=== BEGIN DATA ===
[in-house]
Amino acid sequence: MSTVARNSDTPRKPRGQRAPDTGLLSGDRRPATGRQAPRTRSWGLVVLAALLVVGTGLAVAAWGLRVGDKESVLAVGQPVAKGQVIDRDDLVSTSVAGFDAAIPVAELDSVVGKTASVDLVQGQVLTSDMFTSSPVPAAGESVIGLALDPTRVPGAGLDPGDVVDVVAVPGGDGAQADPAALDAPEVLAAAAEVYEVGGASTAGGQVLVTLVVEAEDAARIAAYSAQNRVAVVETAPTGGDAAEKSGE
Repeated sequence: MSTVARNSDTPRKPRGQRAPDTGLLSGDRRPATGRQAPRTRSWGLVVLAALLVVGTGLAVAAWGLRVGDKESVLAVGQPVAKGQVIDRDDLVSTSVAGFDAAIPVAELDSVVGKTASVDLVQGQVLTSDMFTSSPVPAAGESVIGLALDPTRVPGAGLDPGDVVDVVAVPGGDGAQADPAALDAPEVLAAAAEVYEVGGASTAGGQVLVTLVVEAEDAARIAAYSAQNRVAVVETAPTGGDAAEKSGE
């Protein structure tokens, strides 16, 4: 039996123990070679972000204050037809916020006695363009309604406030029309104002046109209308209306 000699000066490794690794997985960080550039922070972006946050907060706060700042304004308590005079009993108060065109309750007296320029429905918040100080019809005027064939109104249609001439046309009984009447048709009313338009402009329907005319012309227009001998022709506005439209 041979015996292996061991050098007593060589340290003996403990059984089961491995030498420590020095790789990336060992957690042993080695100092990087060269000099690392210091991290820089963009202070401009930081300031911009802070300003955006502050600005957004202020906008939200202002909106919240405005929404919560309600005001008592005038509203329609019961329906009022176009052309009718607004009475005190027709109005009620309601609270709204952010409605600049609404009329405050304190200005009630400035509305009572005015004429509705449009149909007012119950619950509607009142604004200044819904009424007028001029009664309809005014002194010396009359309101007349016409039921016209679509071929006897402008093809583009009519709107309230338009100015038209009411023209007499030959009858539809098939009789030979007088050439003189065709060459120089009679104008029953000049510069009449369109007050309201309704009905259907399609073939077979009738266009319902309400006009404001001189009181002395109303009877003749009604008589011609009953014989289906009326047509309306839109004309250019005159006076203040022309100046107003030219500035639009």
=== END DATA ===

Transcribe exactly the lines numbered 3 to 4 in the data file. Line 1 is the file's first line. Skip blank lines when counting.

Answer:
Repeated sequence: MSTVARNSDTPRKPRGQRAPDTGLLSGDRRPATGRQAPRTRSWGLVVLAALLVVGTGLAVAAWGLRVGDKESVLAVGQPVAKGQVIDRDDLVSTSVAGFDAAIPVAELDSVVGKTASVDLVQGQVLTSDMFTSSPVPAAGESVIGLALDPTRVPGAGLDPGDVVDVVAVPGGDGAQADPAALDAPEVLAAAAEVYEVGGASTAGGQVLVTLVVEAEDAARIAAYSAQNRVAVVETAPTGGDAAEKSGE
């Protein structure tokens, strides 16, 4: 039996123990070679972000204050037809916020006695363009309604406030029309104002046109209308209306 000699000066490794690794997985960080550039922070972006946050907060706060700042304004308590005079009993108060065109309750007296320029429905918040100080019809005027064939109104249609001439046309009984009447048709009313338009402009329907005319012309227009001998022709506005439209 041979015996292996061991050098007593060589340290003996403990059984089961491995030498420590020095790789990336060992957690042993080695100092990087060269000099690392210091991290820089963009202070401009930081300031911009802070300003955006502050600005957004202020906008939200202002909106919240405005929404919560309600005001008592005038509203329609019961329906009022176009052309009718607004009475005190027709109005009620309601609270709204952010409605600049609404009329405050304190200005009630400035509305009572005015004429509705449009149909007012119950619950509607009142604004200044819904009424007028001029009664309809005014002194010396009359309101007349016409039921016209679509071929006897402008093809583009009519709107309230338009100015038209009411023209007499030959009858539809098939009789030979007088050439003189065709060459120089009679104008029953000049510069009449369109007050309201309704009905259907399609073939077979009738266009319902309400006009404001001189009181002395109303009877003749009604008589011609009953014989289906009326047509309306839109004309250019005159006076203040022309100046107003030219500035639009």